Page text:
People with Parkinson's disease have significantly higher blood levels of a particular pesticide than healthy people or those with Alzheimer's disease, say researchers.
The researchers at UT Southwestern Medical Center found the pesticide beta-HCH (hexachlorocyclohexane) in 76 percent of people with Parkinson's, compared with 40 percent of healthy controls and 30 percent of those with Alzheimer's.
According to researchers, the finding may provide the basis for a beta-HCH blood test to identify individuals at risk for developing Parkinson's disease.
The results also point the way to more research on environmental causes of Parkinson's. There's been a link between pesticide use and Parkinson's disease for a long time, but never a specific pesticide. This is particularly important because the disease is not diagnosed until after significant nerve damage has occurred. A test for this risk factor might allow for early detection and protective treatment," said Dr. Dwight German, professor of psychiatry at UT Southwestern and a senior author of the paper.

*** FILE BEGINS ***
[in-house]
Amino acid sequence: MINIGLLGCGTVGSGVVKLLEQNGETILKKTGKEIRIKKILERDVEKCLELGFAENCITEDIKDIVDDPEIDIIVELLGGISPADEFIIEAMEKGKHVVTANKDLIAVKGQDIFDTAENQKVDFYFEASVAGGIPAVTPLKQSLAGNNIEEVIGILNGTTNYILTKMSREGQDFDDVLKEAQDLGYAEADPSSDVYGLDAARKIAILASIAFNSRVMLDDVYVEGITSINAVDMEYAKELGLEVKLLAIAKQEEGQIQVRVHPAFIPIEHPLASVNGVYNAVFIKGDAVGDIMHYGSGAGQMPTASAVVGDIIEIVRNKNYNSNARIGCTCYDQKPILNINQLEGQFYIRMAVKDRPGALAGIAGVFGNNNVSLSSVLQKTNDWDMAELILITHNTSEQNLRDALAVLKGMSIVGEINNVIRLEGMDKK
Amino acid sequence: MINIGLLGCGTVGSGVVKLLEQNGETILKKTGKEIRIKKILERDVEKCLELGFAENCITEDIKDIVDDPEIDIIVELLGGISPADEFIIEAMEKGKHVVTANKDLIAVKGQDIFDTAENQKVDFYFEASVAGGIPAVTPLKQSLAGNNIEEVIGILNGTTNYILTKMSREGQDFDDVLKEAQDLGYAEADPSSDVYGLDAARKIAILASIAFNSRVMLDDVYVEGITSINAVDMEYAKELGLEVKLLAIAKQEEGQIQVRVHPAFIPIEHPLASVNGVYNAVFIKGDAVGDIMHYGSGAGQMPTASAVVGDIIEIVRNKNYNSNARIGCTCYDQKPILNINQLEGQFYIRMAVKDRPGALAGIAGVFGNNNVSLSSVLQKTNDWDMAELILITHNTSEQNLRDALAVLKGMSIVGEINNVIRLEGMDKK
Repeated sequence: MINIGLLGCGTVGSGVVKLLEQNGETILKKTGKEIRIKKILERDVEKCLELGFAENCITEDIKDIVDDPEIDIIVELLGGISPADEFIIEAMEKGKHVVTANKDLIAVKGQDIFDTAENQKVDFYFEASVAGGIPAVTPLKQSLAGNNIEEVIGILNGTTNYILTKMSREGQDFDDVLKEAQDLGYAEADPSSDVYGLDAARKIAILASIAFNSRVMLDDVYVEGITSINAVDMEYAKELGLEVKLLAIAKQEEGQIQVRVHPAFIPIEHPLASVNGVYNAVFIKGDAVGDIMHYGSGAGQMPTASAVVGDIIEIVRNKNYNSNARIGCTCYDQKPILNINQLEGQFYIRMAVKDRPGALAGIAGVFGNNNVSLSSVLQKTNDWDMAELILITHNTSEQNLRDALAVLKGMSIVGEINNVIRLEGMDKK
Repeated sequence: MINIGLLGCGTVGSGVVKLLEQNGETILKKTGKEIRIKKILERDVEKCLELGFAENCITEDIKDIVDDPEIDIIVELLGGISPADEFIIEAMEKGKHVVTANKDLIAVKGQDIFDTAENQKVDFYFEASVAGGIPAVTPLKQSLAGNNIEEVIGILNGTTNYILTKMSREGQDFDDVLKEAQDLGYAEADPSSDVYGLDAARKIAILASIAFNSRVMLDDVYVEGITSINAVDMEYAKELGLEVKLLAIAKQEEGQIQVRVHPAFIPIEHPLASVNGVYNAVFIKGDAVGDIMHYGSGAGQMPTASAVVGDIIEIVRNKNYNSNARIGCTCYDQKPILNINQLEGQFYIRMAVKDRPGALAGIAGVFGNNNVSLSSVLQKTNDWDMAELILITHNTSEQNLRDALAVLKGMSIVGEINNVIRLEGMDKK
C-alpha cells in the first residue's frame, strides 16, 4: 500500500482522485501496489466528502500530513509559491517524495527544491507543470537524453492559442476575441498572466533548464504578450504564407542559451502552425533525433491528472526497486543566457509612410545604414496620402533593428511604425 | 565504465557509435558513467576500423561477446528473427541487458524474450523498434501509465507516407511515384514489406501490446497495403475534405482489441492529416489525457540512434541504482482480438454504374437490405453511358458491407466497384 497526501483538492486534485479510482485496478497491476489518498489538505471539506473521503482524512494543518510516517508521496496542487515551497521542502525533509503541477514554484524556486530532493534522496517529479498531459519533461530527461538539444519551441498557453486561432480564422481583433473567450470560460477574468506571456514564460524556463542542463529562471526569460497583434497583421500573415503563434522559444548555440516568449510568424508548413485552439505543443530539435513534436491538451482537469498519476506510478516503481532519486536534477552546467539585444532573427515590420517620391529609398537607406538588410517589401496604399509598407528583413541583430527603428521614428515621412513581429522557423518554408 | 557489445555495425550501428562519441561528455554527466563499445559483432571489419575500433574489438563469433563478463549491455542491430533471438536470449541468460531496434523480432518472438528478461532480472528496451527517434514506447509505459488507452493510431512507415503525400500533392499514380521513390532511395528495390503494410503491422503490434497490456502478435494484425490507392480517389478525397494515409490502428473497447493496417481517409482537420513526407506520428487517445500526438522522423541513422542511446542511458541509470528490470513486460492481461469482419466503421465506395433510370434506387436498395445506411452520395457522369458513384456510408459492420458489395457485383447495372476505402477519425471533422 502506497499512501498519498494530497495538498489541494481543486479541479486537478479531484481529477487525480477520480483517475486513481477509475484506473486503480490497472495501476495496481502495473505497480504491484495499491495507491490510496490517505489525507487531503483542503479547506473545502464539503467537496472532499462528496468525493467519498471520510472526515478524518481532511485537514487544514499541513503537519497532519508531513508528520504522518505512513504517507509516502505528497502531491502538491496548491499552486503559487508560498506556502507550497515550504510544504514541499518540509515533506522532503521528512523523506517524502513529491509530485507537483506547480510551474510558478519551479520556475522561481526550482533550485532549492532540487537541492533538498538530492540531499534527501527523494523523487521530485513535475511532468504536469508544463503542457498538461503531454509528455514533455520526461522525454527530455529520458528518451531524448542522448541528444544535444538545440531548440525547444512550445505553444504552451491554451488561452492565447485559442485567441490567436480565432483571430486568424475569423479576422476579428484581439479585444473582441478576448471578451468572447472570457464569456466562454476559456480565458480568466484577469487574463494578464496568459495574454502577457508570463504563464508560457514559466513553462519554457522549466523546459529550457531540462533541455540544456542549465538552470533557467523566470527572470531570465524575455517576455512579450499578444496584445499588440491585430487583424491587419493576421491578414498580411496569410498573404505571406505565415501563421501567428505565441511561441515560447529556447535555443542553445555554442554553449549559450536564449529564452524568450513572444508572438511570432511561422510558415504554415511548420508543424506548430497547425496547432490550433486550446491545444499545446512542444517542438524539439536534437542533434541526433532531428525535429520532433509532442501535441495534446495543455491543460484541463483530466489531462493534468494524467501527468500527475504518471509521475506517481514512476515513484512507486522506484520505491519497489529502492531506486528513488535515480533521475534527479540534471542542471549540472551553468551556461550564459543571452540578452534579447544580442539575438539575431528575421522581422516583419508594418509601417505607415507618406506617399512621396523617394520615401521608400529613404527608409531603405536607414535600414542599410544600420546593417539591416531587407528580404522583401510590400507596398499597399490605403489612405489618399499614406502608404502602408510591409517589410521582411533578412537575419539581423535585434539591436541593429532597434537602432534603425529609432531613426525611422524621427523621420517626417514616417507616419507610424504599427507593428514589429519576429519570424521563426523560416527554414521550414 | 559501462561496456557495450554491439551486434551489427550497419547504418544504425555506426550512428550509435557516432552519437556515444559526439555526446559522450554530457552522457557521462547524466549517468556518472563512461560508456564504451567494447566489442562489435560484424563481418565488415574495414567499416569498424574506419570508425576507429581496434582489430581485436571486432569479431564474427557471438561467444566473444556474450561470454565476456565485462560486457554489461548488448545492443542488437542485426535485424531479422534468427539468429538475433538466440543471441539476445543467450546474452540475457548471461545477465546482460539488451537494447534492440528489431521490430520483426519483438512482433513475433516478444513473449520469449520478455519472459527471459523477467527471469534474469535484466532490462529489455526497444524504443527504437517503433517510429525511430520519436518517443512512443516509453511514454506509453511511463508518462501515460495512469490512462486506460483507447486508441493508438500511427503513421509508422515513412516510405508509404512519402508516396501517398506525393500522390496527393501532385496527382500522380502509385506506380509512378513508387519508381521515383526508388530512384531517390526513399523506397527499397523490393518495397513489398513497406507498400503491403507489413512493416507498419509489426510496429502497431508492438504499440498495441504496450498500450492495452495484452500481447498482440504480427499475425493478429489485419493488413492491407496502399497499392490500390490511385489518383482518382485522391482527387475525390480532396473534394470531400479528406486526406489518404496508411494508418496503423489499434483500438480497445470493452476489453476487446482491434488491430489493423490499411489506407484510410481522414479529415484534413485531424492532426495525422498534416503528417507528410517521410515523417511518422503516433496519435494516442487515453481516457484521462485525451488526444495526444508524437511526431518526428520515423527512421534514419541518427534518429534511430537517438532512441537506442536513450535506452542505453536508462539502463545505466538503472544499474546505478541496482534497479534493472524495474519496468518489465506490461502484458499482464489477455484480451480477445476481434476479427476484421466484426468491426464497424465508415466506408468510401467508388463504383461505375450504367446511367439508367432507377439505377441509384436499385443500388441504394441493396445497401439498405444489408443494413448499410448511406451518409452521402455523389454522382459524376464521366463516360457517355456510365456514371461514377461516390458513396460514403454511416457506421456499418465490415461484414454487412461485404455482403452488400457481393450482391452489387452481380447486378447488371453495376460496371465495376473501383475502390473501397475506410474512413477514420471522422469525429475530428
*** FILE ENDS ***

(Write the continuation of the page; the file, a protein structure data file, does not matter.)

The study involved 113 participants, ages 50 to 89. Fifty had Parkinson's, 43 were healthy and 20 had Alzheimer's. The researchers tested the subjects' blood for 15 pesticides known as organochlorines.
These pesticides, which include the well-known DDT, were widely used in the U.S. from the 1950s to the 1970s but are more tightly regulated now. They persist in the environment for years without breaking down.
In the body, they dissolve in fats and are known to attack the type of brain nerves that die in Parkinson's disease, the researchers said.
The study appears in the July issue of Archives of Neurology.